We should tell people how long their food will take to burn off in exercise

Frankly I’ve thought this for years – food labelling shouldn’t just give calories, but also the amount of exercise you have to do to burn them off. Knowing that ­information you may decide to opt for a “lazier”, healthier alternative.

Researchers from Loughborough University also agree, and have shown labelling that includes physical activity is easier to understand than the existing traffic light system. Moreover, it would be more likely to help consumers avoid high-calorie foods.

In the study, Professor Amanda Daley and colleagues found “physical activity calorie equivalent” (PACE) labelling to be more popular among people under 65 and those who are more physically active.

Professor Daley says: “Nutritional labels support people to make food choices and traffic light labelling is the UK standard.

“However, many people do not understand the meaning of kilocalories (kcals or calories) or grams of fat displayed on food labels, and often underestimate the number of calories when labelling is not provided.”

PACE aims to illustrate how many minutes of activity are ­equivalent to the calories contained in foods and drinks. For example: ­“calories in this cake requires 90 minutes of walking to burn off”.

While PACE labelling may be ­effective in lowering calorie ­consumption, there’s been no public feedback. To correct this gap, 4,000 people were asked their views on traffic light and PACE labelling: which was preferred, was easier to ­understand, caught their attention most and was more likely to help them avoid high-calorie foods.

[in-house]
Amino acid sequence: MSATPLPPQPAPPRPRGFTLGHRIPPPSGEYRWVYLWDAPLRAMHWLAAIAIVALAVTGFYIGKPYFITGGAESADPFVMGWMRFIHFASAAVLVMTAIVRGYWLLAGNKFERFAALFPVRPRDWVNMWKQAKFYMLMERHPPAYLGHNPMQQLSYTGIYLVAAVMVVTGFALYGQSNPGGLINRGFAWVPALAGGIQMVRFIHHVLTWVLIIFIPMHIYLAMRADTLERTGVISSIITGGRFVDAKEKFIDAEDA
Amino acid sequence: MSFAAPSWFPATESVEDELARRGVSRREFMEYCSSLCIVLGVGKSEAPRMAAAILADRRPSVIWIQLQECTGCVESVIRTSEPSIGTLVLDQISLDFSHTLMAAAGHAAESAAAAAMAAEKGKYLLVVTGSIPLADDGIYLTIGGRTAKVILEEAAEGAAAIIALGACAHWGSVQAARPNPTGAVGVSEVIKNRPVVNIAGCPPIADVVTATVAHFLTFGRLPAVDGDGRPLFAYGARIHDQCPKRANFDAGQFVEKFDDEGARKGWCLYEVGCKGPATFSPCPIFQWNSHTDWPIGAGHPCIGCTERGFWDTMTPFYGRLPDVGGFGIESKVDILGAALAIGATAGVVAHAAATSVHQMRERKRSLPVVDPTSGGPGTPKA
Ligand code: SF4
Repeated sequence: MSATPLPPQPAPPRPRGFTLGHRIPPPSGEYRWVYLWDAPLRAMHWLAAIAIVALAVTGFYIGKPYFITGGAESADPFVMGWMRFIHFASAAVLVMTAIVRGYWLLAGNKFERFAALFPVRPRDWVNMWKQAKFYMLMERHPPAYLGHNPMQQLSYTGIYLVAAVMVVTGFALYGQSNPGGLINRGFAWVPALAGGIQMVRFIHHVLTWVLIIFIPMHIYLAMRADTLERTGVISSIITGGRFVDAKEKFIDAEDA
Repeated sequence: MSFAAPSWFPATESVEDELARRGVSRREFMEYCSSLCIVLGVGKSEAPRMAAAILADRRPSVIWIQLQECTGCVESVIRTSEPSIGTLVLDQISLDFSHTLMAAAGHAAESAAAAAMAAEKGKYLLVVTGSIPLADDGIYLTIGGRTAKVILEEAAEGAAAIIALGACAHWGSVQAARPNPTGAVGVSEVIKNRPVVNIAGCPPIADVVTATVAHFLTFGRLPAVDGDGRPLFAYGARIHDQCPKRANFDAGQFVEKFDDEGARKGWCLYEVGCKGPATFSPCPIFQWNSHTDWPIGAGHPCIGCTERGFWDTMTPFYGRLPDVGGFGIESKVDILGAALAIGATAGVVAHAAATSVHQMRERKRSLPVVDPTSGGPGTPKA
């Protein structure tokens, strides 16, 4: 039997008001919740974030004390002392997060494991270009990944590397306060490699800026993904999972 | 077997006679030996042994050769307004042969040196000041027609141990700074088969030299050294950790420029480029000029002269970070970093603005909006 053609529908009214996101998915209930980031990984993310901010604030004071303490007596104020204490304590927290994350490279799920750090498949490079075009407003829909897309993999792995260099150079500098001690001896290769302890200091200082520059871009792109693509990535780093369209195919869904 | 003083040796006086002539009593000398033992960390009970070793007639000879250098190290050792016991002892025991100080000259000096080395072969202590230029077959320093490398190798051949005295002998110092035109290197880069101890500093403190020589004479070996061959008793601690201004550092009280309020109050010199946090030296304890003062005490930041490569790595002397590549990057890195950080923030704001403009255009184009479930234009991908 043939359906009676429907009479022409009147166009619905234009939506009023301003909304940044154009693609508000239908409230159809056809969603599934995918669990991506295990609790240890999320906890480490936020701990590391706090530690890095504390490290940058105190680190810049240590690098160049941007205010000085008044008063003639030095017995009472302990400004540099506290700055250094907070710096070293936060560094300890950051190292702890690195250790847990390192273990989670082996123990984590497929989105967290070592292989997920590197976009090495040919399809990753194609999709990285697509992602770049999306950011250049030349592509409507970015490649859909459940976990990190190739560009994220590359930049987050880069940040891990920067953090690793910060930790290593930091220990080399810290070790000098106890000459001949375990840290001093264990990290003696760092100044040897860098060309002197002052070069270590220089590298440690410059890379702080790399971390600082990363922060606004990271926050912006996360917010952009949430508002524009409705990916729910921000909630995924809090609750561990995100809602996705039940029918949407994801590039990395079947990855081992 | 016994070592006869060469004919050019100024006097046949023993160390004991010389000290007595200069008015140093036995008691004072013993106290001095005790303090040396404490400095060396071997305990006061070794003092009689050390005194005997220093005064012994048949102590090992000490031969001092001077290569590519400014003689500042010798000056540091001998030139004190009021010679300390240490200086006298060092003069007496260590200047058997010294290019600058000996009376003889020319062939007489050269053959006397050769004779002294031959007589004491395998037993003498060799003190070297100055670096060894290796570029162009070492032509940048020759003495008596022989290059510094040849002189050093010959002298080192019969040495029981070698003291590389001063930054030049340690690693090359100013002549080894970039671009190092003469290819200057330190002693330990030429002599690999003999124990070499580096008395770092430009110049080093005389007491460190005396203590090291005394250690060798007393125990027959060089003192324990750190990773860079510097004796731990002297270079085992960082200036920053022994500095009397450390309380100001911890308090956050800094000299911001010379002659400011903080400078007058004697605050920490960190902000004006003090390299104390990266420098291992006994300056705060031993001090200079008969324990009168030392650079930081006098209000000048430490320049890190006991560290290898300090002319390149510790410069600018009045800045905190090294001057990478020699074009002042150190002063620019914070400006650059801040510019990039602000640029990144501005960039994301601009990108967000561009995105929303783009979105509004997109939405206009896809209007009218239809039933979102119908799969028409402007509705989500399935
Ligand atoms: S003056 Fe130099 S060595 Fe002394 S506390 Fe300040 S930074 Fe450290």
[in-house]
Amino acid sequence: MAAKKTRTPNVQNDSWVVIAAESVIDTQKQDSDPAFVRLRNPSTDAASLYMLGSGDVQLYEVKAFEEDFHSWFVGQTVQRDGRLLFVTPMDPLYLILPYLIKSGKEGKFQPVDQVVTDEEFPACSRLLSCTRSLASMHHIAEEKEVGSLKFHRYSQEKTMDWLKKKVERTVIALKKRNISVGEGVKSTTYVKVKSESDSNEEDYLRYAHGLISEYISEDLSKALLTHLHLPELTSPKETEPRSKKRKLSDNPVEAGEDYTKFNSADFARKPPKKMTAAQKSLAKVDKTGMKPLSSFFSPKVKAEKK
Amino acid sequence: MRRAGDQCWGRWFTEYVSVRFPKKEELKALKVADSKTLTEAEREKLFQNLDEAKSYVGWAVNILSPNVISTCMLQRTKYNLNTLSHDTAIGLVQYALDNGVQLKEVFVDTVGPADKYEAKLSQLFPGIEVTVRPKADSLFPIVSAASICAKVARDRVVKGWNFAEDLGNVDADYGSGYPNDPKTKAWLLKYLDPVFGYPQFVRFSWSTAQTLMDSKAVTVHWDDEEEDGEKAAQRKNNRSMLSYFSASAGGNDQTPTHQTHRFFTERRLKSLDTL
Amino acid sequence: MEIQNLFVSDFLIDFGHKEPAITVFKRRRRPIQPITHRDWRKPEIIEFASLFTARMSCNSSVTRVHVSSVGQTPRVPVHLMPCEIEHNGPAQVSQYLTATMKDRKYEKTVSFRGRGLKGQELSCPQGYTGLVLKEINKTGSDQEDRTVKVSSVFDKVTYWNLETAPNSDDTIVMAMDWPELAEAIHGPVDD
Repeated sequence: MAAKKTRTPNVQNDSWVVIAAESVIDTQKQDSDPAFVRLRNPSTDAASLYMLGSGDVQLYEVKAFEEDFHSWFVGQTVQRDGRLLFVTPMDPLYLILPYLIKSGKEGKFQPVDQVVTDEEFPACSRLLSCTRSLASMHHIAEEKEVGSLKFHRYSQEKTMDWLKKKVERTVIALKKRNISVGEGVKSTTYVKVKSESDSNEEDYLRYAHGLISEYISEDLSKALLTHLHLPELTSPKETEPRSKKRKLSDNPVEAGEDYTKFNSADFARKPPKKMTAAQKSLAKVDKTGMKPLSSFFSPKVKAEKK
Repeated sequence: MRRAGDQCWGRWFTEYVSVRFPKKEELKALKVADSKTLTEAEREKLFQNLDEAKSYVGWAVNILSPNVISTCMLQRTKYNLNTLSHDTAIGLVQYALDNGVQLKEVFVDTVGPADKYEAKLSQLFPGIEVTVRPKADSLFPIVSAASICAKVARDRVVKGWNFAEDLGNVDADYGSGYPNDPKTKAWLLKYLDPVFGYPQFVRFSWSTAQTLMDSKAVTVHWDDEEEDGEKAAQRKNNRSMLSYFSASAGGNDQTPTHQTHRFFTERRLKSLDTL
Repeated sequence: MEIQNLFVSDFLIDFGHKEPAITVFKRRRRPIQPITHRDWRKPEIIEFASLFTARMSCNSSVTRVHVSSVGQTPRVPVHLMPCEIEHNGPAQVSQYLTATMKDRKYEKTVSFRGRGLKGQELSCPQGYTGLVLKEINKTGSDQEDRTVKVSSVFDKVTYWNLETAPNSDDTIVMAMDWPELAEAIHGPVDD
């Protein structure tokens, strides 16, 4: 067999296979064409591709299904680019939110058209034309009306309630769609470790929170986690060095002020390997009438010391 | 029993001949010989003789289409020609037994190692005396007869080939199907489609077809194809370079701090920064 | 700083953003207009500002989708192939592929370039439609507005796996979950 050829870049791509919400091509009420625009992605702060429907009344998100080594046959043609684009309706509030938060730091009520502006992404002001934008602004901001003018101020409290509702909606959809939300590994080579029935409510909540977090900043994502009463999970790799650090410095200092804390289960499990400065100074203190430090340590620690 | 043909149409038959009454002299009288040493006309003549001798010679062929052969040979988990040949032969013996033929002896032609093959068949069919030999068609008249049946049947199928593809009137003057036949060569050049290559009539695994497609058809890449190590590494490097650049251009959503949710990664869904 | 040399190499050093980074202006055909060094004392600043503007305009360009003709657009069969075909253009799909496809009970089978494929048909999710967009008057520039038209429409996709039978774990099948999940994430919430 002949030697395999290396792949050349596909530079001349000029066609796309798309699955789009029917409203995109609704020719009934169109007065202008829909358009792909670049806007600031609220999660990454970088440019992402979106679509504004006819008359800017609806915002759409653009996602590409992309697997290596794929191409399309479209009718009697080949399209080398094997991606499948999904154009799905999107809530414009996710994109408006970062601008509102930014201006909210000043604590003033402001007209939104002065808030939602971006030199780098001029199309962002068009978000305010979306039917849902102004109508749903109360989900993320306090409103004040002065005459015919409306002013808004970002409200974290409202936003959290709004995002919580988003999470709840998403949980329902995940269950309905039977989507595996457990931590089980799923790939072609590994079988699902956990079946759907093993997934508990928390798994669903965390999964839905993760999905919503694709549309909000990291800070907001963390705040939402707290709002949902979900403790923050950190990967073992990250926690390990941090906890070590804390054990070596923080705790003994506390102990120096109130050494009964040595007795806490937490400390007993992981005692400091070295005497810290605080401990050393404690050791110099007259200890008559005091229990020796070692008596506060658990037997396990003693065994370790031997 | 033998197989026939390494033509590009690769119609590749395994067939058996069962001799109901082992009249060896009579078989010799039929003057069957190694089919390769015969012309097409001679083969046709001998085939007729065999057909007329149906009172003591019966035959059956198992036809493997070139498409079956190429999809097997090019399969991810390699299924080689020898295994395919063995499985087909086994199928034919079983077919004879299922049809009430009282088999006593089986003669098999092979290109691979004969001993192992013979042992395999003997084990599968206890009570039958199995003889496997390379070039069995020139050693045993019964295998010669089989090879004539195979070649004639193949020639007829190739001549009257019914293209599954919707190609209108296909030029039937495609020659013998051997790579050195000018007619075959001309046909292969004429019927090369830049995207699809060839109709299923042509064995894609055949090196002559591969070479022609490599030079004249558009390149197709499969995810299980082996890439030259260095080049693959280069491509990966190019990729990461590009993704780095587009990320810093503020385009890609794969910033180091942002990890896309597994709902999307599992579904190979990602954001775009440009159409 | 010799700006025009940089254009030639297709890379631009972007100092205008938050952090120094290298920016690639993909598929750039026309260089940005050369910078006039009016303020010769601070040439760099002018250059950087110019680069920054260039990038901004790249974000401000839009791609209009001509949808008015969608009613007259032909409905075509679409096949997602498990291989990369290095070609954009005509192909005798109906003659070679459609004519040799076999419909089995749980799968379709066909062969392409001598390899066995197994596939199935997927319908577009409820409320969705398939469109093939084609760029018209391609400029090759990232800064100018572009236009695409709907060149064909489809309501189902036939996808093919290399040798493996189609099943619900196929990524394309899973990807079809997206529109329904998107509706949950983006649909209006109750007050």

Overall, slightly more participants preferred existing traffic lights (43% versus 33%, with the rest not having a strong opinion) to PACE labelling. But more participants reported PACE was easier to understand (41% versus 27%) and more likely to catch their attention (49% versus 31%).

The majority thought PACE was more likely to help them avoid high-calorie food than traffic-light labelling (44% versus 28%).

There was a preference for PACE labelling to be on discretionary foods, for example chocolate and cakes, rather than “everyday” foods like bread, pasta, fruit and vegetables. And there was also a ­preference for PACE to be displayed in fast food outlets, supermarkets, takeaway/online menus and vending machines – all locations that typically sell energy dense food and drinks.

The researchers concluded that PACE could strengthen current approaches to food labelling.

“The next steps are to test whether PACE labelling reduces the purchases of high-calorie foods and drinks in different food settings such as ­restaurants, vending machines, coffee shops and pubs,” they added.

Definitely worth a shot.